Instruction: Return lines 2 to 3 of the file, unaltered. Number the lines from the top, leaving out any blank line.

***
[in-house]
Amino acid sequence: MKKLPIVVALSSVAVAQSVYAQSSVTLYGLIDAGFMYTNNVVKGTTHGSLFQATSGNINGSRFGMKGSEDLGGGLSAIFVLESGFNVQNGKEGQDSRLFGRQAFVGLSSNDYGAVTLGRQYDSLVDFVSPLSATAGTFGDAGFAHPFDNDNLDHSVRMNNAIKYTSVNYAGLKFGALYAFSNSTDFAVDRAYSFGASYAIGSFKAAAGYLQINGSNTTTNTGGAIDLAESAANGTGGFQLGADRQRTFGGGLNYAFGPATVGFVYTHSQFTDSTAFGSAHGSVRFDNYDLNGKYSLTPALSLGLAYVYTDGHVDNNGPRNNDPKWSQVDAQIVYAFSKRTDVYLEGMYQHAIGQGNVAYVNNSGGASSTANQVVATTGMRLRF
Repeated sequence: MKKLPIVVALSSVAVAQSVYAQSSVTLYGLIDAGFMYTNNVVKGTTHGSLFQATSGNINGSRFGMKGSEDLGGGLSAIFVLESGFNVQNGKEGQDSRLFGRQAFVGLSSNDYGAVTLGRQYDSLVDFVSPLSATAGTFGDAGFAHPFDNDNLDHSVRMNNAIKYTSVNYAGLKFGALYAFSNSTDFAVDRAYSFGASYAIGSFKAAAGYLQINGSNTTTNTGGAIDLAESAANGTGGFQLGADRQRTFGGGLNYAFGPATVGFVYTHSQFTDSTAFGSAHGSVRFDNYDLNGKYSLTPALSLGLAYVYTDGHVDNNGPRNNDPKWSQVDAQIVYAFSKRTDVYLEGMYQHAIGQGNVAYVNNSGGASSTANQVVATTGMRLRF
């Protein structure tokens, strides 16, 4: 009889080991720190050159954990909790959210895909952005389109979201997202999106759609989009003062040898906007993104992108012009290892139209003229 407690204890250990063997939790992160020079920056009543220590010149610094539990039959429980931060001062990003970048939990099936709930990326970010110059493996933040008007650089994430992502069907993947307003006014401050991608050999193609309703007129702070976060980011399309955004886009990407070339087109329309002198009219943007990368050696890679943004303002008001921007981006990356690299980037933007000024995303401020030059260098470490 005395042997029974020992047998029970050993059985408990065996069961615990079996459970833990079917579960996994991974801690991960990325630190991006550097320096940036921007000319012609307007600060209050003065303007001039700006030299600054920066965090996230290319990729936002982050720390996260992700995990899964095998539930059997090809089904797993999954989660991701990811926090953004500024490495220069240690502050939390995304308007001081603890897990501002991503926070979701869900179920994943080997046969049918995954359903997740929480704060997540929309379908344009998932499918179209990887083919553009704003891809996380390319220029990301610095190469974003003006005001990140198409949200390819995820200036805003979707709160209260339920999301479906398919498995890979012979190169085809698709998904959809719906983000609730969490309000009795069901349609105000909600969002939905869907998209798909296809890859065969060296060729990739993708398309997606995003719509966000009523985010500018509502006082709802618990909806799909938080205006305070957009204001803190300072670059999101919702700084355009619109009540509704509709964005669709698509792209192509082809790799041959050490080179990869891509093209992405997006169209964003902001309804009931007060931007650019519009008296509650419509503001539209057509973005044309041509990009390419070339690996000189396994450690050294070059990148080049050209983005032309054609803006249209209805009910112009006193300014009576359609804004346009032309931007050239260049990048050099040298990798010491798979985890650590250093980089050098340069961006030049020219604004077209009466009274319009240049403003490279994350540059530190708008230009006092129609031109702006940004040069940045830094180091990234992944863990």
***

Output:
Amino acid sequence: MKKLPIVVALSSVAVAQSVYAQSSVTLYGLIDAGFMYTNNVVKGTTHGSLFQATSGNINGSRFGMKGSEDLGGGLSAIFVLESGFNVQNGKEGQDSRLFGRQAFVGLSSNDYGAVTLGRQYDSLVDFVSPLSATAGTFGDAGFAHPFDNDNLDHSVRMNNAIKYTSVNYAGLKFGALYAFSNSTDFAVDRAYSFGASYAIGSFKAAAGYLQINGSNTTTNTGGAIDLAESAANGTGGFQLGADRQRTFGGGLNYAFGPATVGFVYTHSQFTDSTAFGSAHGSVRFDNYDLNGKYSLTPALSLGLAYVYTDGHVDNNGPRNNDPKWSQVDAQIVYAFSKRTDVYLEGMYQHAIGQGNVAYVNNSGGASSTANQVVATTGMRLRF
Repeated sequence: MKKLPIVVALSSVAVAQSVYAQSSVTLYGLIDAGFMYTNNVVKGTTHGSLFQATSGNINGSRFGMKGSEDLGGGLSAIFVLESGFNVQNGKEGQDSRLFGRQAFVGLSSNDYGAVTLGRQYDSLVDFVSPLSATAGTFGDAGFAHPFDNDNLDHSVRMNNAIKYTSVNYAGLKFGALYAFSNSTDFAVDRAYSFGASYAIGSFKAAAGYLQINGSNTTTNTGGAIDLAESAANGTGGFQLGADRQRTFGGGLNYAFGPATVGFVYTHSQFTDSTAFGSAHGSVRFDNYDLNGKYSLTPALSLGLAYVYTDGHVDNNGPRNNDPKWSQVDAQIVYAFSKRTDVYLEGMYQHAIGQGNVAYVNNSGGASSTANQVVATTGMRLRF